She would like to talk some of these issues out with people who in the
past have had experiance dealing with these issues.  If anyone has had
that experiance, please contact her via email at <gomez@...> or

Also, if anyone knows of a Rabbi out in her community that she might be
able to contact, that would also be of help to her.  She lives north of
Denver, and works in Boulder, Colarado.


From: Ben Berliant <C14BZB@...>
Date: Tue, 11 Jan 94 14:19:09 -0500
Subject: Identifying a Gadol

	Much bandwidth on the list has focused on defining the term
"Gadol" and on the identifying characteristics of such an individual.
All of these posters (from the simple "Aguna" test, to Harry Maryles' 11
"qualifications") seem to be struggling with how we can identify a
"Gadol".  I do not wish to disagree with any of these suggestions -- all
of them describe characteristics I, too, expect to see in a "Gadol" --
but I believe that these are irrelevant.  The suggested characteristics
may be necessary, but (IMHO) are not sufficient.

	Zishe Waxman's test (tongue-in-cheek thought it may have been)
seems best to approach a useful measure.  Therefore, I propose the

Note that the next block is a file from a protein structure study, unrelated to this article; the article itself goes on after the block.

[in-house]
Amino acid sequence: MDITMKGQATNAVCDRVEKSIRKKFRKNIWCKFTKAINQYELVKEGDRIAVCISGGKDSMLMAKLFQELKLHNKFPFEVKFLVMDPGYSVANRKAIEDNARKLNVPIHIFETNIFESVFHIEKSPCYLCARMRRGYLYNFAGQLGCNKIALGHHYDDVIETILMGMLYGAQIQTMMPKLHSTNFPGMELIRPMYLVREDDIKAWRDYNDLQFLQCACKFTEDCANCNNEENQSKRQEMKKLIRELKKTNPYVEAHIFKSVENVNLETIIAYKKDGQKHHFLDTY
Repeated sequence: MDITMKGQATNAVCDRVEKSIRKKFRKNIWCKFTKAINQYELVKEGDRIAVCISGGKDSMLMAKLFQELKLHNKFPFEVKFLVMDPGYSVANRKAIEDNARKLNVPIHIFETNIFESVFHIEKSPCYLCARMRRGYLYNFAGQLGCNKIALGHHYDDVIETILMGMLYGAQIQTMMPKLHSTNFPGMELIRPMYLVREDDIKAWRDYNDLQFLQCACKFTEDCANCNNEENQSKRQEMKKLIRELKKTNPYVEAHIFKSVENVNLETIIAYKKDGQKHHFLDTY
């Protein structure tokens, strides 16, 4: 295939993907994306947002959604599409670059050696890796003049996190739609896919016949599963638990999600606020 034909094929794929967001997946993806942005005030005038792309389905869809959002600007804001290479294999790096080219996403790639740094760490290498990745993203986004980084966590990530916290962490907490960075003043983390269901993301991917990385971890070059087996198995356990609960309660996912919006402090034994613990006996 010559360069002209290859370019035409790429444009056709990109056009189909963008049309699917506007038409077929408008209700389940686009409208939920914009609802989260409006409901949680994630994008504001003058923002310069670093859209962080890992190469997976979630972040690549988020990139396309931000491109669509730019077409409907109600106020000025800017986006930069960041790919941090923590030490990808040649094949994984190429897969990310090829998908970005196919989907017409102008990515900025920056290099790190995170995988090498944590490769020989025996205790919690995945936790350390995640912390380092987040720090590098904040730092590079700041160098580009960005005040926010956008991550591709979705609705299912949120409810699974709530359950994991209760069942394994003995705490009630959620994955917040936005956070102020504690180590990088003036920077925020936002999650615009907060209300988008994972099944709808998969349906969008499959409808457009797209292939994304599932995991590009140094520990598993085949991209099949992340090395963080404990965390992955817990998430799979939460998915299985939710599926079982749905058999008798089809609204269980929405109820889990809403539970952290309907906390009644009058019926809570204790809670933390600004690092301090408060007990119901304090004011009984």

following definitions:

1. a Rav (Rabbi) is someone who:
	a. has Semicha
	b. is accepted by a group of Jews as their posek.

2. A Gadol is someone who is accepted by many Rabbis (Rabbanim) as a
"Gadol". (or Posek, if you prefer).

	I believe that these conditions are neccessary and sufficient to
define a Gadol.  By extension, if one sought to define "the Gadol Hador"
perhaps we should define "The Gadol" as someone who is accepted by (all?
most?) Gedolim as The Gadol.  In the current Jewish world, it is
unlikely that any such individual will emerge. ;-)

					Ben Zion Berliant


From: Anthony Fiorino <fiorino@...>
Date: Tue, 11 Jan 94 12:36:19 -0500
Subject: Letter Exchange re. the Rav

The proper sequence of events in the letter-exchange re: the Rav is:

1.  Obit. in the Observer
2.  response to #1 by R. Tendler in the Algemeiner J. (June 4, 1993 I believe)
3.  response [editorial] to #2 in Algemeiner J. (perhaps July 9 or 16,
	1993, I believe) 
4.  response to #3 [by Rav Ahron Soloveitchik] in Algemeiner J. (July
	23,1993) in Algemeiner J. 



From: <eposen@...> (Esther R Posen)